Having been at war for almost a year, President Roosevelt, together with British leaders, faces a difficult decision: open a second battle front in Europe or send U.S. troops to Axis-occupied Africa?

“The coasts of Nazi-occupied Europe are bristling with defenses,” said veteran American diplomat James Gerard. “We have seen half the landing force at Dieppe wiped out in a few hours,” Gerard noted, referring to the disastrous Allied raid on the German-occupied port in Northern France. “But no such problem of invasion exists on the long coast of Africa.”

President Roosevelt and Britain’s Prime Minister Winston Churchill have met several times to discuss where to next deploy Allied troops.

One option is to open a second front to Europe in order to back up Russia against the bulk of the Axis powers. Sending more forces against the bulk of the German and Italian armies could cause a major setback for the Axis powers. Yet what happens if the Axis powers defeat the fresh wave of Allied troops? A loss of this scale would heavily damage any hope of an overall Allied victory for the war.

The more likely option is to send troops to Africa, in an attempt to interrupt Germany’s military plans. An Allied offensive is already active in Africa, with British forces under General Bernard Montgomery attacking Field Marshal Erwin Rommel’s Afrika Korps—a German force sent to hold the Italian colonies in Africa. After previously losing hold on the city of Alexandria in Egypt, the British have a chance to strike back if helped by U.S. forces.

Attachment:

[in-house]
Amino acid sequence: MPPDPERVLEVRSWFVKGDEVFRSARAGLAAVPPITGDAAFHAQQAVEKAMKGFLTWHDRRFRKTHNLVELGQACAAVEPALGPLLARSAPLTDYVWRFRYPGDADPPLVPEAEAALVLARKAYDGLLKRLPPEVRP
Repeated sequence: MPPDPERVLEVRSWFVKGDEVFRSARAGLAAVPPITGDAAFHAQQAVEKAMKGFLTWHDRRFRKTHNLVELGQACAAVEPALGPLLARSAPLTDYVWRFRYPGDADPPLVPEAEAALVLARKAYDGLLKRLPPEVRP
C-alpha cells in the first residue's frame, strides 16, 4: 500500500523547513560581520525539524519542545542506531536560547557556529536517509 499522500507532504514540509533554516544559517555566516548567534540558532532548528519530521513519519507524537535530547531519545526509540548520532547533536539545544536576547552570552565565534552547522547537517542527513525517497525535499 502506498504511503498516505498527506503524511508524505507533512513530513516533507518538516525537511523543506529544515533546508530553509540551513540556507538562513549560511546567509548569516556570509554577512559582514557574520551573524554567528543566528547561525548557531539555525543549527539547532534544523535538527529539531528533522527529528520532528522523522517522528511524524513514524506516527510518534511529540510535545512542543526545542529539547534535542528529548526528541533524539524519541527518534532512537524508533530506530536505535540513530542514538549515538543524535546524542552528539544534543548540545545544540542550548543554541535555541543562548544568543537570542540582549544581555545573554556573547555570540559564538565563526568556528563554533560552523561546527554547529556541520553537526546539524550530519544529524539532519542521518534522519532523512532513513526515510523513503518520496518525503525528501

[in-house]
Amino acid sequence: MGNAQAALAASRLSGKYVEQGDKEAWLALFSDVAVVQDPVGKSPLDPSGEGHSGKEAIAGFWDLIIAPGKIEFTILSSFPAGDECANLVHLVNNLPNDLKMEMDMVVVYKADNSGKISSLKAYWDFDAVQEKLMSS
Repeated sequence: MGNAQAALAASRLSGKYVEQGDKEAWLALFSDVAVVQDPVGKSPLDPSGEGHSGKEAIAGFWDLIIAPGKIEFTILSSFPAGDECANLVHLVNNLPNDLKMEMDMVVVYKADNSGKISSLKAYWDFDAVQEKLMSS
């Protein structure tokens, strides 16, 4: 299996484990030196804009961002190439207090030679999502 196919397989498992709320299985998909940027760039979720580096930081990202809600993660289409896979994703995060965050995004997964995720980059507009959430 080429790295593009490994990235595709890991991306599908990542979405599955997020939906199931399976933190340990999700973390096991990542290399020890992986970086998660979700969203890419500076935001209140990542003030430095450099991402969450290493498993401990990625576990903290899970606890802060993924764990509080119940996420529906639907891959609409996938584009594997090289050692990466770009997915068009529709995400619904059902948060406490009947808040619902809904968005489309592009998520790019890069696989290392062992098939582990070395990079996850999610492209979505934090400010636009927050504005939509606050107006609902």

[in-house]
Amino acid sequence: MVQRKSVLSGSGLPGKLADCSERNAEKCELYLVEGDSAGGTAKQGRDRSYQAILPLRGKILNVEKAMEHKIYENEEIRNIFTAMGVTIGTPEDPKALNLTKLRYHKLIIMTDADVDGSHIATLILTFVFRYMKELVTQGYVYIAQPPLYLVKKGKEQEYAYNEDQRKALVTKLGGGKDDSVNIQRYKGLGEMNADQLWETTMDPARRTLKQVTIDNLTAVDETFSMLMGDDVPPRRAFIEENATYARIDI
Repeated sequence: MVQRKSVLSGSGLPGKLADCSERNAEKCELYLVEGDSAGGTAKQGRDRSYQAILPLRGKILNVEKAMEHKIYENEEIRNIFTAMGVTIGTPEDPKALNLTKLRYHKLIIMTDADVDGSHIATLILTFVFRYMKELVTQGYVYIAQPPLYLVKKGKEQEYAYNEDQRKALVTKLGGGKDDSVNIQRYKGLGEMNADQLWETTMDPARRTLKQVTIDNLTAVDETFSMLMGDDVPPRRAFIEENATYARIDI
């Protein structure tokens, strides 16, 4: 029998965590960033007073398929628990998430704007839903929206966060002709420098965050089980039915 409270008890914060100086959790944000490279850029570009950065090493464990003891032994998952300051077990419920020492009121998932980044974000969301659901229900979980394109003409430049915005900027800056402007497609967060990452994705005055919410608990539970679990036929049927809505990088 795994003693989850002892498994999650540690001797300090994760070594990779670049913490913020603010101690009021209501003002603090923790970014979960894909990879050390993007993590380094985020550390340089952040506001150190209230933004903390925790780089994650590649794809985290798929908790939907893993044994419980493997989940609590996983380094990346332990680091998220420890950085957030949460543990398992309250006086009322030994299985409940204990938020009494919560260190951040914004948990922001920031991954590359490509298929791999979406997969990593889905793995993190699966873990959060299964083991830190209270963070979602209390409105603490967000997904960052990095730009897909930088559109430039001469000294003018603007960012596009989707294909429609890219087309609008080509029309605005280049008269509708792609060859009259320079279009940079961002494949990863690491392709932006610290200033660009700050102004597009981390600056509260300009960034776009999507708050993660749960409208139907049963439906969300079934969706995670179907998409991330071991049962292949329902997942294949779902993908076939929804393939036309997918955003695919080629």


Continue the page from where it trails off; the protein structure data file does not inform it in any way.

“Landing of so-called American forces of liberation can be expected at any time in Africa,” claimed a radio spokesperson in Paris. “The Americans mean to strike a new blow against our African possessions.”

The disastrous Allied raid on Dieppe in August raises concerns about an invasion of Europe. Pictured here: wounded Canadian troops, an abandoned tank, and a burning landing craft on the beach at Dieppe. Photo from German Federal Archives/Wikimedia Commons: Bundesarchiv, Bild 101I-291-1205-14 / Koll / CC-BY-SA 3.0

The idea of American troops in Africa has the Axis powers scared. The Paris spokesman continued to say that the Axis powers were fighting an, “overwhelming, sometimes crushing, enemy numerical superiority.”

If the Allies get control of Dakar—a port city on the coast of West Africa—it would deprive the Germans of great positional superiority which gives Germany the ability to easily attack the Allied trans-African routes. But taking Dakar would be only a defensive measure. Extending up the northwestern coast of Africa toward Casablanca would split Rommel’s forces, stop Germany’s attempt at gaining full control of Africa, reestablish Allied control in the Mediterranean, and position the Allies within striking distance of Axis-occupied Europe.

At face value, the plan to send troops to Africa looks great. Why wouldn’t President Roosevelt want to cut off Hitler’s control of Africa and give the Allies a strategic position in the war? Yet a decision of this caliber requires a lot of thought. Not creating a second front to help Russia, and instead sending troops to Africa, may upset Stalin, who has asked the U.S. and Britain for help. And what happens if the Axis powers are able to defeat the American troops in Africa? Does that weaken the hold the Allies have on the southern part of the continent?

Questions like these make the uncertainty of the war’s outcome even scarier, because at this point, it is impossible to tell which decisions will end in defeat and which will end in victory. It looks as if sending troops to Africa is President Roosevelt’s current plan. The course of the war may hinge on whether or not the plan succeeds.



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